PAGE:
Some people who have received the COVID-19 booster shot have complained of adverse reactions.
A new study suggests that the side effect reports have been “greatly exaggerated.”
What are the side effects?
Hours after receiving the booster dose, some people reported mild side effects. Studies suggest that some of the most common complaints could actually be from a negative version of the placebo effect. Read about it here.
Clinical trail data from the Pfizer, Moderna, and the single-dose Johnson & Johnson boosters were collected. The most common side effects include:
- injection site pain
- muscle pain
These side effects are mild and consistent with those of the initial vaccine course.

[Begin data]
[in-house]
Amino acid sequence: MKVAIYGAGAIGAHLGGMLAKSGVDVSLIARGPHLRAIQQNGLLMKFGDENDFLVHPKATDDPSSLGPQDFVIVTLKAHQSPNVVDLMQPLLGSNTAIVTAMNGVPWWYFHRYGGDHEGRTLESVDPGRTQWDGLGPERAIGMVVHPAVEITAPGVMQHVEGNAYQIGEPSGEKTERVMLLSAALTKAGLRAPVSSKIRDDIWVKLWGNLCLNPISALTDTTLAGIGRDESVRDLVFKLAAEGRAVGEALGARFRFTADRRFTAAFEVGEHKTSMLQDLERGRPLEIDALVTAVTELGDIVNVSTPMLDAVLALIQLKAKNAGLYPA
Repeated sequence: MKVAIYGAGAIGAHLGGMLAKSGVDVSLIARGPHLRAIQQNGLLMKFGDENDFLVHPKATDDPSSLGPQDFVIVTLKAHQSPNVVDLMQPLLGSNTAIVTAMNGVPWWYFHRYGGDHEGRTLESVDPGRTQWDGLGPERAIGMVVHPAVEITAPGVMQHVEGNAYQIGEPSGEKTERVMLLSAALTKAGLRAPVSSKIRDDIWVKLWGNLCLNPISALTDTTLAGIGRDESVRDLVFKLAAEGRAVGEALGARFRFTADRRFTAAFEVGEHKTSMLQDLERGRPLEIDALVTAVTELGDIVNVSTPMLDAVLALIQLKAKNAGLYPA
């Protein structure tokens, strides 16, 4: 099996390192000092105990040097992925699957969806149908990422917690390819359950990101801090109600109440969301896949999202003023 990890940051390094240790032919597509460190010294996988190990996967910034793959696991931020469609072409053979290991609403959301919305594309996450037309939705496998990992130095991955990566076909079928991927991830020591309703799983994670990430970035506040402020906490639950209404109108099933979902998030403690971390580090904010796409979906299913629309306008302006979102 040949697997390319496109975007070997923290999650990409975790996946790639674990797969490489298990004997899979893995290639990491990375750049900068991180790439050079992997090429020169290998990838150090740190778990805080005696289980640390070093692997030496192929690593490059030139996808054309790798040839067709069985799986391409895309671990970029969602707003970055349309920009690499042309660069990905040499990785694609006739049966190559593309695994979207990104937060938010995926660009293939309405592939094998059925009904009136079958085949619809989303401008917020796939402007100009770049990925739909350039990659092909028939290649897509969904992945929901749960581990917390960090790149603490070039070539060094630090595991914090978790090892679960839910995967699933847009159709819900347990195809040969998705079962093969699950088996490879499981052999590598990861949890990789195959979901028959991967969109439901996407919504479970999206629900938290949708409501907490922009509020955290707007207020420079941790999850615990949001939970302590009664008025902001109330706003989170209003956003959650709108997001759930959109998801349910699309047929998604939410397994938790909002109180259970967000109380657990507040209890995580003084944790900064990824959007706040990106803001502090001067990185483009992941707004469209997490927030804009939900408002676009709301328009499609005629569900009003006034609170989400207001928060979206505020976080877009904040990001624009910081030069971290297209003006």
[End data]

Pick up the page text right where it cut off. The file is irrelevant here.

There are some new and different side effects though:
- chills (reported from Pfizer booster)
- mild joint pain (reported from Moderna booster)
- nausea (reported from J&J booster)
The side effects may be over reported
Research claims that up to two-thirds of the common side effects reported from the COVID-19 vaccine may not be a consequence of the shot.
Data from 12 clinical trails has been pooled together. Scientists found that the ‘nocebo effect’ could be responsible for more than half of the complaints.
The nocebo effect is the negative version of the placebo effect.
“The combined study found that the nocebo effect could account for around 76% of negative reactions to the first dose, and 52% of those reported after the second dose.”
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